The Rucksack Project was very much inspired by the Pay it Forward movement and, whe it welcomes help and support from anyone, I’m to day that it itself is not based in any religious belief, but simple human kindness.
Infinite love is the only truth, everything else is illusion.
My very best wishes,
– rucksack project founder.
Thank you, Mathew. I completely agree with you. Keep at it – what you’re doing is amazing, and yes – it will all be worth it! I know you’ll be up to your eyes in The Rucksack Project right now, so I really appreciate your taking the time to comment.
Amazing story so well written and so straight to the point 🙂 for the reasons you wrote about I am supporting the rucksack project xxx
Thank you, Nevina. So glad you’re supporting it! I can speak from experience that your small act of kindness really will make a difference. 🙂
Glad you did finish this blog post, Fanny, cos I am going on a Rucksack Project ‘outing’ nearer to Christmas, in Bradford. Also thinking that we need one in South Yorkshire. This post is not only inspiring but also articulates exactly why it is needed and, most important of all, it also articulates the potentially lasting effect of such a gesture on the morale of those who need this kind of help. I have always been aware that the barriers we erect between poverty and wealth are far more fragile than we all imagine in our naïveté. The fate of homelessness could befall any of us, regardless of our ‘breeding’, given the uncertain fragility of our health and our environment. There but for fortune, or but for an unselfish act of kindness, go we.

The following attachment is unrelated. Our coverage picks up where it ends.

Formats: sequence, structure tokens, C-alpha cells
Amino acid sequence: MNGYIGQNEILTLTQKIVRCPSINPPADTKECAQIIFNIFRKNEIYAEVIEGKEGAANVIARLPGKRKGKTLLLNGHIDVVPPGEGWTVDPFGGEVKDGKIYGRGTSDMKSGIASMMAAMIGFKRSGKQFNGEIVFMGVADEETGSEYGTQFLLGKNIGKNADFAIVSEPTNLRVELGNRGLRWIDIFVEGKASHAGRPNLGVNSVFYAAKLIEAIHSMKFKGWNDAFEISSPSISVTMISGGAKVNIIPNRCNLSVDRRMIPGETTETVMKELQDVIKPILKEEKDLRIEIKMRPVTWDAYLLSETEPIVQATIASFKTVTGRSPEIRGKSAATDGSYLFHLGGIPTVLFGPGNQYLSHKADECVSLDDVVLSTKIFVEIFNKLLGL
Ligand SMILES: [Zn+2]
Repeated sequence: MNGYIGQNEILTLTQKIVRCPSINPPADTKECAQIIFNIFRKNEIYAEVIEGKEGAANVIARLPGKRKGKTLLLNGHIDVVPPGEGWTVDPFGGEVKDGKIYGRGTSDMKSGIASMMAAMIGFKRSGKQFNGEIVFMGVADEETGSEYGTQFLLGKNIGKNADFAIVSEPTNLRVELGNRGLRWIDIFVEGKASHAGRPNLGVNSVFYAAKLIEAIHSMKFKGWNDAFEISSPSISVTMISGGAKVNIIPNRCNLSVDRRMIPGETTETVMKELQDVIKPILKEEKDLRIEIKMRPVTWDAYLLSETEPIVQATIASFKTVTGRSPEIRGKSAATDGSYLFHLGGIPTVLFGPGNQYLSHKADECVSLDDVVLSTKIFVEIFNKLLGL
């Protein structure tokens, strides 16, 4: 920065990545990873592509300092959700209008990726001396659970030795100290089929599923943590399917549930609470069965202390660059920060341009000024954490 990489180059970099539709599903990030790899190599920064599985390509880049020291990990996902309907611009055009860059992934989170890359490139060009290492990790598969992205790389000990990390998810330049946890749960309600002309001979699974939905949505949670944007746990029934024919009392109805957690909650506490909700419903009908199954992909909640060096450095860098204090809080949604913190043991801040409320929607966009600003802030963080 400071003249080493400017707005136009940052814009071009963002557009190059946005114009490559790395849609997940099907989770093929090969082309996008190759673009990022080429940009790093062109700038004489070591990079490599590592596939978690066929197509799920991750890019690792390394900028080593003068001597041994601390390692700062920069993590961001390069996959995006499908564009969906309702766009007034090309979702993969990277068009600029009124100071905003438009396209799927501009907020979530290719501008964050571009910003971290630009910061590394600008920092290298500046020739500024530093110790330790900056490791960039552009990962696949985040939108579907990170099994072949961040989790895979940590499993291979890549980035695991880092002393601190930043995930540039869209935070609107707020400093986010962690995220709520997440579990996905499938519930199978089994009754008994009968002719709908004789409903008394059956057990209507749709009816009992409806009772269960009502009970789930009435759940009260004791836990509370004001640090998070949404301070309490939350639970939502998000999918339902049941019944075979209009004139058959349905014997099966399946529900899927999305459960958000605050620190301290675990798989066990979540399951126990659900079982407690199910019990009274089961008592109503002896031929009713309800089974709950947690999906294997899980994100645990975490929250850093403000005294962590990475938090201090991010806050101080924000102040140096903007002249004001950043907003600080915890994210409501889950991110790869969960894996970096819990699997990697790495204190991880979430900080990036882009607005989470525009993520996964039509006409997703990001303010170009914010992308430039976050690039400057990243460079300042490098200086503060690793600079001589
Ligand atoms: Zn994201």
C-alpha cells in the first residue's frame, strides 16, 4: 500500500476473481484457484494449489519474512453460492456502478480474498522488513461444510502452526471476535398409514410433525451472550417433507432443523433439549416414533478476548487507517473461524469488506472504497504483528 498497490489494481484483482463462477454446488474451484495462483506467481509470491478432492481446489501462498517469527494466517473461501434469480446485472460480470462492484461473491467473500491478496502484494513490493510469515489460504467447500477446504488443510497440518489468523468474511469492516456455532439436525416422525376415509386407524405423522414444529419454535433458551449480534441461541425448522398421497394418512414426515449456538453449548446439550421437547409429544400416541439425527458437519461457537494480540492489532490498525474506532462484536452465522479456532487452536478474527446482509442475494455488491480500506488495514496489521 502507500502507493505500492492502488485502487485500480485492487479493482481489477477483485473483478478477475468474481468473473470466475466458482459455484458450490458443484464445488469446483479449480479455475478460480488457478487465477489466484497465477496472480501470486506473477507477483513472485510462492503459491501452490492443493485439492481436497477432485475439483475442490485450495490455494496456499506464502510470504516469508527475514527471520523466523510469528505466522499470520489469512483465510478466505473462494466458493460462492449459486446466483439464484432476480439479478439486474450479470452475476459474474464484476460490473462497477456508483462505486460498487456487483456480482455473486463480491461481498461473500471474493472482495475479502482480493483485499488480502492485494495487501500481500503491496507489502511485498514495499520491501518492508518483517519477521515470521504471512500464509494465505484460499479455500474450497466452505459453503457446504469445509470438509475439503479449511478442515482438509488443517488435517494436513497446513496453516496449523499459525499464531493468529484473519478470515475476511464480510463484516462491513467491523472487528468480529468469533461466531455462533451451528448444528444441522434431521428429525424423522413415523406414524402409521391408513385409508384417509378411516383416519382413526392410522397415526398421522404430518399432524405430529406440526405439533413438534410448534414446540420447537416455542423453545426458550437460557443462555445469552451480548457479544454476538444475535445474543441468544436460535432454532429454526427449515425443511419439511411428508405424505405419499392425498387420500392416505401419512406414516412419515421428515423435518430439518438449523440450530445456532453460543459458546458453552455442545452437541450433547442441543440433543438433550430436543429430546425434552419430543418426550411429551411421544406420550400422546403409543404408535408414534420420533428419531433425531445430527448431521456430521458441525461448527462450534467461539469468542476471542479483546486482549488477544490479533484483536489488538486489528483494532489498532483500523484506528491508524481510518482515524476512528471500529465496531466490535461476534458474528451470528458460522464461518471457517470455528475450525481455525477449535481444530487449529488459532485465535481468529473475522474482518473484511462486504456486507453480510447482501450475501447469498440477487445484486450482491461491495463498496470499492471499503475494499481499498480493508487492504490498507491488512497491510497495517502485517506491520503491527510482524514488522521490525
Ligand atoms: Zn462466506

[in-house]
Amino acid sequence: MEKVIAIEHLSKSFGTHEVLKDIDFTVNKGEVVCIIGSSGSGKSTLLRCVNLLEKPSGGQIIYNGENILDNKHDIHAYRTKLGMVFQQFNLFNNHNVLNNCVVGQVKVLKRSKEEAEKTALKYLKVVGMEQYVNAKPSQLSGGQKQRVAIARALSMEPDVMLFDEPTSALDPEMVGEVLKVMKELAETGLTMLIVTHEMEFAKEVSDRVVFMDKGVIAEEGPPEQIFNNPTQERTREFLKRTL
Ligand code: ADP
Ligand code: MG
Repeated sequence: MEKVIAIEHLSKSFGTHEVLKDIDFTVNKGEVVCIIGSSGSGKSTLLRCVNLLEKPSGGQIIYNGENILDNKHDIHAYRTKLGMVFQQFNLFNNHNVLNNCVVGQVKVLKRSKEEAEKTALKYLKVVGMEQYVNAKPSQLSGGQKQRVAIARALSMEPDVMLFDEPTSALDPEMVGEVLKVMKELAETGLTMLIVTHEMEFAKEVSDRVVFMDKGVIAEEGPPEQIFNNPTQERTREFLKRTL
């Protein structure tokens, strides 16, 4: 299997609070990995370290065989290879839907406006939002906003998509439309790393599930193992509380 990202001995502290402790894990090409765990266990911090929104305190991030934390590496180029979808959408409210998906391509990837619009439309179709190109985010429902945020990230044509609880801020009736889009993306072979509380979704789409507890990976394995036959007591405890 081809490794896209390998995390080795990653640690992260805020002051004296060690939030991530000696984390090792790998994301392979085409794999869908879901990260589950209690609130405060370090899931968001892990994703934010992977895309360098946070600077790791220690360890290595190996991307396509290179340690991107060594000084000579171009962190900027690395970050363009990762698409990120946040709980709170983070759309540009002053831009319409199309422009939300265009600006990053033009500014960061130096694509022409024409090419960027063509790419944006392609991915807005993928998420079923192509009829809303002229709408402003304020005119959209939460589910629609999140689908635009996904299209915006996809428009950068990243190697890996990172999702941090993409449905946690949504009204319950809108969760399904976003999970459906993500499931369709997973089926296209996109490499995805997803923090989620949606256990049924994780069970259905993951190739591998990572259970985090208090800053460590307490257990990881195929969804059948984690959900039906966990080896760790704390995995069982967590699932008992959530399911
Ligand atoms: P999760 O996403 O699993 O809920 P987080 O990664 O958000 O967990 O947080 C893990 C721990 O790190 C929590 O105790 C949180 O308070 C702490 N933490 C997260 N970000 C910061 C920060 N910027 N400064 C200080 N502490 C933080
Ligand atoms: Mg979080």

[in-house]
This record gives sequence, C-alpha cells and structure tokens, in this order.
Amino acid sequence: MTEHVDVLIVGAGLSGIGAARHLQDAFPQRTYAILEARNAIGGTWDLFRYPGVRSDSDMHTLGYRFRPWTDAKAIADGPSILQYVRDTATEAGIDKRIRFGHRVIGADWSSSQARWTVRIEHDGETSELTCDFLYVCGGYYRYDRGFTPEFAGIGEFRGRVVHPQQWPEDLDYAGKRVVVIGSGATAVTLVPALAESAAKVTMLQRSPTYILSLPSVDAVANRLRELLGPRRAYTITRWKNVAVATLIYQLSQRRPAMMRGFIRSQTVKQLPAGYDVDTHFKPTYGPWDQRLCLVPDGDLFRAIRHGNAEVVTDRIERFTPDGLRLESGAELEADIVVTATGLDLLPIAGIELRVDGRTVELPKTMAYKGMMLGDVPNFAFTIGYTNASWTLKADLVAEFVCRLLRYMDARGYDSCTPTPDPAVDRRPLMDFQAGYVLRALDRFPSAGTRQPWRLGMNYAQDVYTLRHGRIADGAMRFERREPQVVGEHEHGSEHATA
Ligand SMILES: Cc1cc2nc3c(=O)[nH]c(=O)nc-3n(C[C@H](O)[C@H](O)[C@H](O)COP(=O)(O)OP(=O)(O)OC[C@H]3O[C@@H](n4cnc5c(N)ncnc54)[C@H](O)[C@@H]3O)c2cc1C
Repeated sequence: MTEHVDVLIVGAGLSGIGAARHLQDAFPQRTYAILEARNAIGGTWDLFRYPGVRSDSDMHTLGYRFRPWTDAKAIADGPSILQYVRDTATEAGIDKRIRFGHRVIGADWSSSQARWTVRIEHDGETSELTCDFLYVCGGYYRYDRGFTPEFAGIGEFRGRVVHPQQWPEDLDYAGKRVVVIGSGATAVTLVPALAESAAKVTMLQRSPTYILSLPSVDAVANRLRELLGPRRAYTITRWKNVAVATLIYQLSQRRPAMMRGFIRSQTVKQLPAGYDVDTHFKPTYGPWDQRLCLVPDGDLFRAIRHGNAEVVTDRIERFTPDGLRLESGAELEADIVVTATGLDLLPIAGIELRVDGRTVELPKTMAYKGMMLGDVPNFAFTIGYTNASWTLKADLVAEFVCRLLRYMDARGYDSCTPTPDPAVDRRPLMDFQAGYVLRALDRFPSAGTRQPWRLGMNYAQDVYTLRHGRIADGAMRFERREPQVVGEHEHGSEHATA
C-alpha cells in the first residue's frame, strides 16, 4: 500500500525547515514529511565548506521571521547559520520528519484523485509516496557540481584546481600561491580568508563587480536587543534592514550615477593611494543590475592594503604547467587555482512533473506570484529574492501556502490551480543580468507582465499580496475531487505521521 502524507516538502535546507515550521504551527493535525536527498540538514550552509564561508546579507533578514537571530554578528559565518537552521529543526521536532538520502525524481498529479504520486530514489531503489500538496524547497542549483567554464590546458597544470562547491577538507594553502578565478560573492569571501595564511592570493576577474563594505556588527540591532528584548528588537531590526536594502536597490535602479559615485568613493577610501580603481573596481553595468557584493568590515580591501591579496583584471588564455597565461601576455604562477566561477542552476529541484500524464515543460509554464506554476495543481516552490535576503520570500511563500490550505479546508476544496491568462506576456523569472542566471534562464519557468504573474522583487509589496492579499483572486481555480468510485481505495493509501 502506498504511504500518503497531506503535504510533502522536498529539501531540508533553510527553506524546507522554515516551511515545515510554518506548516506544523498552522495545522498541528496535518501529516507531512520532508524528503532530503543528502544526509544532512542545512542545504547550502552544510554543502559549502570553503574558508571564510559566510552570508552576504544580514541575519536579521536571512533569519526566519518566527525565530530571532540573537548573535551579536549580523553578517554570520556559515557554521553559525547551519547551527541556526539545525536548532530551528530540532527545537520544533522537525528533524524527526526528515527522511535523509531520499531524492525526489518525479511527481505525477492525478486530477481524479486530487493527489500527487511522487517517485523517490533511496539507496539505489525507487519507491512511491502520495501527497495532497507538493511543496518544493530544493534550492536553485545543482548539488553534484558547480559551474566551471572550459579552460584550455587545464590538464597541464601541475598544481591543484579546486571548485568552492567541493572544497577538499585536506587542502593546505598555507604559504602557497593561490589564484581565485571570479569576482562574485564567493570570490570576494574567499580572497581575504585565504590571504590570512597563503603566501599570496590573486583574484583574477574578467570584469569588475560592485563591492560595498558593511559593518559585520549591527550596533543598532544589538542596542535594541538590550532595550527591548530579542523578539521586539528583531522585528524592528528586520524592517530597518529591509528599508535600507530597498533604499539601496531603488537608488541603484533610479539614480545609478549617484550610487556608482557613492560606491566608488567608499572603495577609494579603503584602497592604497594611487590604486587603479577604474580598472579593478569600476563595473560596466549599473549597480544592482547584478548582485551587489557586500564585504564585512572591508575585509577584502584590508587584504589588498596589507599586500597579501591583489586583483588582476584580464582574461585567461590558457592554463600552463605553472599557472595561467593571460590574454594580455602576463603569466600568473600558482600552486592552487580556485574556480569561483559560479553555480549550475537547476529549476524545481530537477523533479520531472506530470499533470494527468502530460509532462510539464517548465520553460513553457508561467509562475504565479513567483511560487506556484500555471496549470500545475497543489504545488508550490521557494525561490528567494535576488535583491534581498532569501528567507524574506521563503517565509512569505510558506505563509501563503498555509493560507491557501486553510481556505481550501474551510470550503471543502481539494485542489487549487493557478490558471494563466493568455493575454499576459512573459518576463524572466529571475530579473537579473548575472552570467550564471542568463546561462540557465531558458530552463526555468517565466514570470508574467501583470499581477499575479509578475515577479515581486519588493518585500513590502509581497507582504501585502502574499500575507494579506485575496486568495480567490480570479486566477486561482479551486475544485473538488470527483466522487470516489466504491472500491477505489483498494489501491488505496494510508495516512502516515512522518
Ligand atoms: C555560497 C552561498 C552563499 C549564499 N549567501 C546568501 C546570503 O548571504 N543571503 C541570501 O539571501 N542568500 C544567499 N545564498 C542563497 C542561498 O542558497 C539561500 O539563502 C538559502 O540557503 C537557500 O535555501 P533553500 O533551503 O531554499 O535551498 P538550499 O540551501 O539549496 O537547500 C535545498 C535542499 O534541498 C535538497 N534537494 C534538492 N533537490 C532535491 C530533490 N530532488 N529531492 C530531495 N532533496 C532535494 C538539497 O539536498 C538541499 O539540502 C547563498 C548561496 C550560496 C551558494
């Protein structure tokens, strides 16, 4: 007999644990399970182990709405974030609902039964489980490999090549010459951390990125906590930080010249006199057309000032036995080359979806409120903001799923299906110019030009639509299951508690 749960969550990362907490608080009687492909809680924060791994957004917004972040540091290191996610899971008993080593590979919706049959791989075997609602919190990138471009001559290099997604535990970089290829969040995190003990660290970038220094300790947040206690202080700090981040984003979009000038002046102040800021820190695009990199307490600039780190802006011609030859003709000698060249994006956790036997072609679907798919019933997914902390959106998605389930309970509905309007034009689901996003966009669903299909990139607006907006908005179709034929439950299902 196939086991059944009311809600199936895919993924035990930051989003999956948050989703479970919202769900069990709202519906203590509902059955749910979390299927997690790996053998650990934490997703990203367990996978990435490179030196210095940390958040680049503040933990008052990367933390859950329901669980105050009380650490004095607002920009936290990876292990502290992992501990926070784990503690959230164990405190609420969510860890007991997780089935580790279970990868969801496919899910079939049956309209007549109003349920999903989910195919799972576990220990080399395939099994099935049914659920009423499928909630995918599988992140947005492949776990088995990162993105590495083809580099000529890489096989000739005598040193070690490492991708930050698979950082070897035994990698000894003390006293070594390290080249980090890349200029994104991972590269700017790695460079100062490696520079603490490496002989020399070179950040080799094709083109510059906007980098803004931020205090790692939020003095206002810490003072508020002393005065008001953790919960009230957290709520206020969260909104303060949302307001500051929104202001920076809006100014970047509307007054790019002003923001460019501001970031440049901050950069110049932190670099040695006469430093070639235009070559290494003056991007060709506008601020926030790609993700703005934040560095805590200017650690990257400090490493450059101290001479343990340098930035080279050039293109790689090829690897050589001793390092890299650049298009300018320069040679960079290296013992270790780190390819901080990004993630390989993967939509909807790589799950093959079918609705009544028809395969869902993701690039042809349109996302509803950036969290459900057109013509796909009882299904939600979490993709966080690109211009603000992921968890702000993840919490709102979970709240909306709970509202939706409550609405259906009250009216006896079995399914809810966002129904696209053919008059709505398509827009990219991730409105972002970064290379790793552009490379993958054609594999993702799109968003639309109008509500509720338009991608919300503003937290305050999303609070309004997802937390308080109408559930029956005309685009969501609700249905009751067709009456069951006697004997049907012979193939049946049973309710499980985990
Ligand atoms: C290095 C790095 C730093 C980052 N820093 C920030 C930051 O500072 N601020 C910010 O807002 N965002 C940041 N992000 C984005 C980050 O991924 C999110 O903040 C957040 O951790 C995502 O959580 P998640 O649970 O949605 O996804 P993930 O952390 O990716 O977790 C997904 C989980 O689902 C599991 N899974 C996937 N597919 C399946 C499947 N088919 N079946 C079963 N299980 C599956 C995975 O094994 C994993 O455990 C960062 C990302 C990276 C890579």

Thank you, Poetjanstie. I’m really touched by your thoughtful message, and glad that you’re on the case in Bradford. I think Sheffield now have an event, but South Yorkshire is a big place… 🙂 One rucksack won’t change the world, but it could change somebody’s world briefly – and maybe even permanently, who knows?
Reblogged this on My Poetry Library and commented:
Wherever you are on the snakes and ladders of life, this is one articulate expression of why you should be grateful for what you have – this assumes that anyone, who does not ‘have’, will not have the equipment to read this …